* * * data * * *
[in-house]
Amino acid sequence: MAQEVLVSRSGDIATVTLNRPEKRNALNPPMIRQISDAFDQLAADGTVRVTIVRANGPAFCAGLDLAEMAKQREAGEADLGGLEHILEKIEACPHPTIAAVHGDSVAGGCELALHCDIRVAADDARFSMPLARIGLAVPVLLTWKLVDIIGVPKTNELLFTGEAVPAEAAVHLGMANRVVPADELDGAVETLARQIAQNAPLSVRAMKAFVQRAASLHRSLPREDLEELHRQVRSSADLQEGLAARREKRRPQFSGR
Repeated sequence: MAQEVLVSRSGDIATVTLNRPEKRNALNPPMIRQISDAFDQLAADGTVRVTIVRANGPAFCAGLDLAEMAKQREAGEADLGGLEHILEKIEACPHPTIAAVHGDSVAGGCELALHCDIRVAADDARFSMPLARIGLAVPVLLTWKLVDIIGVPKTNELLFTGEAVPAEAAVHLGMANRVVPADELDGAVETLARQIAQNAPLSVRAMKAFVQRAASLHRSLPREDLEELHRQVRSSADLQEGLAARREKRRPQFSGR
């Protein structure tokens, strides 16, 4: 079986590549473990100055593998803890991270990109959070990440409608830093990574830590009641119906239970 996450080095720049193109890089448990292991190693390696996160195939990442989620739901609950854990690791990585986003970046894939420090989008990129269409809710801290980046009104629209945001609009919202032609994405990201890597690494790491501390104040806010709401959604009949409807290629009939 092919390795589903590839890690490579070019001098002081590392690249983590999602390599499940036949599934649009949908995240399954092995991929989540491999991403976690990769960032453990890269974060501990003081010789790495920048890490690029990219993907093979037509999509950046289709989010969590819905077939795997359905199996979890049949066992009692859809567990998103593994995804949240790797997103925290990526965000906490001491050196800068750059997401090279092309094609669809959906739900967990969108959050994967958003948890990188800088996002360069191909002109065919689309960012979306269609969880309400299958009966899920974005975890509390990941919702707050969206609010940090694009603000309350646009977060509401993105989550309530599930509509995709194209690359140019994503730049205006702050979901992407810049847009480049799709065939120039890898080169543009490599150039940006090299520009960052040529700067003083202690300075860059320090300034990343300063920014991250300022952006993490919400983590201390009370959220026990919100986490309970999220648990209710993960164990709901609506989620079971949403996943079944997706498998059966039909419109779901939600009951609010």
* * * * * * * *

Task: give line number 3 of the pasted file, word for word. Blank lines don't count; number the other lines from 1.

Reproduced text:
Repeated sequence: MAQEVLVSRSGDIATVTLNRPEKRNALNPPMIRQISDAFDQLAADGTVRVTIVRANGPAFCAGLDLAEMAKQREAGEADLGGLEHILEKIEACPHPTIAAVHGDSVAGGCELALHCDIRVAADDARFSMPLARIGLAVPVLLTWKLVDIIGVPKTNELLFTGEAVPAEAAVHLGMANRVVPADELDGAVETLARQIAQNAPLSVRAMKAFVQRAASLHRSLPREDLEELHRQVRSSADLQEGLAARREKRRPQFSGR